After yet another soul-crushing defeat on Sunday afternoon, little Tommy came to realizations generally meant for a more mature individual: life is cruel, and nobody ever ends up happy. Especially in sports.
Like so many other children of his age, four-year old Tommy entered into the 2015 season as a life-long Twins fan thanks to his family's long-standing loyalty to the regional Major League club. Three Twins baseball caps hang on a hook by the front door, frequently worn out by Tommy's father and older brother and sister, all of whom have had many more years' experience in being let down by the Twins and are better equipped to understand why the baseball gods choose to punish us as mercilessly and pitilessly as they do, as though we are naught but playthings so easily toyed with and then brushed aside and forgotten as they carry out their omnipotent existence.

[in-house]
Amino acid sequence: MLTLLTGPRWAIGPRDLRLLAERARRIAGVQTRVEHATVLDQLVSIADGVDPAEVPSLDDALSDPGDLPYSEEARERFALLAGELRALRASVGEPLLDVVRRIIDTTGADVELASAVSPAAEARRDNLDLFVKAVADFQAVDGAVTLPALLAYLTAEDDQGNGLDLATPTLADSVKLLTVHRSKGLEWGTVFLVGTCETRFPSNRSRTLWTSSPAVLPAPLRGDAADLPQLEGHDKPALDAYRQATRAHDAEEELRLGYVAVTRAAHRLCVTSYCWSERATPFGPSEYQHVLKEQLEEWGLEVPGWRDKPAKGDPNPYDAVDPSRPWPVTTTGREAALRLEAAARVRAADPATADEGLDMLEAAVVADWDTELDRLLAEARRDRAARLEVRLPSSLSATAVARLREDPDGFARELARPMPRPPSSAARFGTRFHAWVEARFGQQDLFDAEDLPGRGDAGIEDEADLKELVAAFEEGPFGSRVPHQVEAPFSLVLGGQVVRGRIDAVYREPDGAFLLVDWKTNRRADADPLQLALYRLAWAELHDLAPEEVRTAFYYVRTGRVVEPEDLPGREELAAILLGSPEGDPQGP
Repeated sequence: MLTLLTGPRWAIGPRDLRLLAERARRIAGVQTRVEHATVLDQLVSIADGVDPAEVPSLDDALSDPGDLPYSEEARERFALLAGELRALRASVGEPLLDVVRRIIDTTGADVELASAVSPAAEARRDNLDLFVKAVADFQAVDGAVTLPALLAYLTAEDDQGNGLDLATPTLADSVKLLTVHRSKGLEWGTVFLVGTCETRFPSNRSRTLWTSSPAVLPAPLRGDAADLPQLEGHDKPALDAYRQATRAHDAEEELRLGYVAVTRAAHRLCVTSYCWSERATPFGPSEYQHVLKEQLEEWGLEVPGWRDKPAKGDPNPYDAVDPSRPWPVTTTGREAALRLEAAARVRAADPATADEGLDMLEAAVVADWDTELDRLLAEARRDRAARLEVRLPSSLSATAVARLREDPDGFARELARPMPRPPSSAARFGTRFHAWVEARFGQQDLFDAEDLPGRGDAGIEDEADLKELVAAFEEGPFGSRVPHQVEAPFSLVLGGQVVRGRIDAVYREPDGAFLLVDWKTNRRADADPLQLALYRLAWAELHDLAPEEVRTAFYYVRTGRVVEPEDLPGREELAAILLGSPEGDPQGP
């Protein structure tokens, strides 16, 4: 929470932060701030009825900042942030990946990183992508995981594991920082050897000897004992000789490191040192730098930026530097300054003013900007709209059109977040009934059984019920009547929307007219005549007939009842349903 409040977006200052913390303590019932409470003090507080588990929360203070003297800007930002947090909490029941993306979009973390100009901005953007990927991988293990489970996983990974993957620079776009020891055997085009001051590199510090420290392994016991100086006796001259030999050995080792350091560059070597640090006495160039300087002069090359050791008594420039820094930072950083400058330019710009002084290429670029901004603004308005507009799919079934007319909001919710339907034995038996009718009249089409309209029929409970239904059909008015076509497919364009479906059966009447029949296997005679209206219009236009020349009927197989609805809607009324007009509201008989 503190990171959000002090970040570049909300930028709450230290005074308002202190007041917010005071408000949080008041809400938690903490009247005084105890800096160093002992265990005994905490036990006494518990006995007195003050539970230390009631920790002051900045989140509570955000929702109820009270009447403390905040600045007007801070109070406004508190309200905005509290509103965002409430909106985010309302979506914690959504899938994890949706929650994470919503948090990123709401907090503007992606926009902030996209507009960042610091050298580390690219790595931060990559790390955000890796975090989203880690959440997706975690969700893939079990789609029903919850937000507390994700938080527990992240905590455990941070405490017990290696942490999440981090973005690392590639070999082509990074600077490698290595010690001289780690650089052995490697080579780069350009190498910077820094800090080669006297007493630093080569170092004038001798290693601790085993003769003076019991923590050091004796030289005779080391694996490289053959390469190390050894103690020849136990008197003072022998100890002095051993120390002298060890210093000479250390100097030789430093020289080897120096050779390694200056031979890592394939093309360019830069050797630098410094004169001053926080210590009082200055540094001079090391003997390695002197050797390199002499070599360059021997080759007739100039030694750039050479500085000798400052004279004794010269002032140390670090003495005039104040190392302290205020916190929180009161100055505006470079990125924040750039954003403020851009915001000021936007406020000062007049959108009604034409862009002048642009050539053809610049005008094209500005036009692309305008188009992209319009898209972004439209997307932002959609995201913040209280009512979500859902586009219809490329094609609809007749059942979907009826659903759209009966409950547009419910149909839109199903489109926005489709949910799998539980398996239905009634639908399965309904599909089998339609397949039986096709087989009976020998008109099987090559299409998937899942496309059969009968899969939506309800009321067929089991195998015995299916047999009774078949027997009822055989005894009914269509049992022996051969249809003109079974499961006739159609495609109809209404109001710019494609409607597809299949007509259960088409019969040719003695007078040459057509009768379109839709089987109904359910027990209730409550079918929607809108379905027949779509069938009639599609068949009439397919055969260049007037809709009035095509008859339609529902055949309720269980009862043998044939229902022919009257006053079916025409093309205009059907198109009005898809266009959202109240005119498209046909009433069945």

But for the family, and most acutely for little Tommy, the dreams of a competitive Twins team in 2015 have been cruelly dashed upon the treacherous and devastating rocks of reality. Tommy's father believes, as painful as this crushing epiphany may be, that "knowing how life really works" will be better for his boy in the long run.
"This is a life lesson, Tommy," his father eventually replied flatly. "This team will never win again. But we're lifelong fans. There's no such thing as changing loyalties. You're born into a fandom and you'll die as a part of that fandom. So get used to it, kid. Get ready for about 90 years of disappointment."
"Okay, dad," said little Tommy.
At press time, little Tommy's father was seriously considering further destroying his son's innately optimistic, hopeful nature by confronting him with the harsh truths about Santa Claus and the Easter Bunny.